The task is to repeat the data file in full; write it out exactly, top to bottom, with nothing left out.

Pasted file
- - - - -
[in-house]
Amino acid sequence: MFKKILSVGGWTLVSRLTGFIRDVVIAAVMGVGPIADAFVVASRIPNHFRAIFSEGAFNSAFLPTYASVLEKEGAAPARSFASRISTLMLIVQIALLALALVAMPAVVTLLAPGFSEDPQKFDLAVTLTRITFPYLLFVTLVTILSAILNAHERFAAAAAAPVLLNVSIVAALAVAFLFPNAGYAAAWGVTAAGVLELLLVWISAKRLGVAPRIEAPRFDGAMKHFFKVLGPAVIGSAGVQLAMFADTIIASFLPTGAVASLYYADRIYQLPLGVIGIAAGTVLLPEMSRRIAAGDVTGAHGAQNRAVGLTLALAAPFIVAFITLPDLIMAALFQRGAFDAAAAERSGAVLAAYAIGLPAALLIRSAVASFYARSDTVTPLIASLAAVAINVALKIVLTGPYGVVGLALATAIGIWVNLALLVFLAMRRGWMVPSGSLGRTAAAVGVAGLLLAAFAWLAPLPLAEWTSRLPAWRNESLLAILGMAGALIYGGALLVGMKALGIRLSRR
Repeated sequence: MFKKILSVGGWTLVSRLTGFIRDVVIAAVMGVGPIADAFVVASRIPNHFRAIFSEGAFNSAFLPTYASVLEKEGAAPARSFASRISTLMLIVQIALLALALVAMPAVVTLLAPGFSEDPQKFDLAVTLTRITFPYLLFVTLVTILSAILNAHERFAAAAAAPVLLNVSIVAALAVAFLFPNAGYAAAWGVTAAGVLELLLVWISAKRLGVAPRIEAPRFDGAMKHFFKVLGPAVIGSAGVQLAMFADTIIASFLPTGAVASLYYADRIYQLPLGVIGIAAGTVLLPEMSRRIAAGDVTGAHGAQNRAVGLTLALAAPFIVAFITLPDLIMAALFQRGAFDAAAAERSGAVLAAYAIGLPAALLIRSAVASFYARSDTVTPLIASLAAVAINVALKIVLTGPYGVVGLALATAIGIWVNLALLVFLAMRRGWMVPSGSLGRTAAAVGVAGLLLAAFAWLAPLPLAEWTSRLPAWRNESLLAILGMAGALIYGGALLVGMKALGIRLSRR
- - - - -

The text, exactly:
[in-house]
Amino acid sequence: MFKKILSVGGWTLVSRLTGFIRDVVIAAVMGVGPIADAFVVASRIPNHFRAIFSEGAFNSAFLPTYASVLEKEGAAPARSFASRISTLMLIVQIALLALALVAMPAVVTLLAPGFSEDPQKFDLAVTLTRITFPYLLFVTLVTILSAILNAHERFAAAAAAPVLLNVSIVAALAVAFLFPNAGYAAAWGVTAAGVLELLLVWISAKRLGVAPRIEAPRFDGAMKHFFKVLGPAVIGSAGVQLAMFADTIIASFLPTGAVASLYYADRIYQLPLGVIGIAAGTVLLPEMSRRIAAGDVTGAHGAQNRAVGLTLALAAPFIVAFITLPDLIMAALFQRGAFDAAAAERSGAVLAAYAIGLPAALLIRSAVASFYARSDTVTPLIASLAAVAINVALKIVLTGPYGVVGLALATAIGIWVNLALLVFLAMRRGWMVPSGSLGRTAAAVGVAGLLLAAFAWLAPLPLAEWTSRLPAWRNESLLAILGMAGALIYGGALLVGMKALGIRLSRR
Repeated sequence: MFKKILSVGGWTLVSRLTGFIRDVVIAAVMGVGPIADAFVVASRIPNHFRAIFSEGAFNSAFLPTYASVLEKEGAAPARSFASRISTLMLIVQIALLALALVAMPAVVTLLAPGFSEDPQKFDLAVTLTRITFPYLLFVTLVTILSAILNAHERFAAAAAAPVLLNVSIVAALAVAFLFPNAGYAAAWGVTAAGVLELLLVWISAKRLGVAPRIEAPRFDGAMKHFFKVLGPAVIGSAGVQLAMFADTIIASFLPTGAVASLYYADRIYQLPLGVIGIAAGTVLLPEMSRRIAAGDVTGAHGAQNRAVGLTLALAAPFIVAFITLPDLIMAALFQRGAFDAAAAERSGAVLAAYAIGLPAALLIRSAVASFYARSDTVTPLIASLAAVAINVALKIVLTGPYGVVGLALATAIGIWVNLALLVFLAMRRGWMVPSGSLGRTAAAVGVAGLLLAAFAWLAPLPLAEWTSRLPAWRNESLLAILGMAGALIYGGALLVGMKALGIRLSRR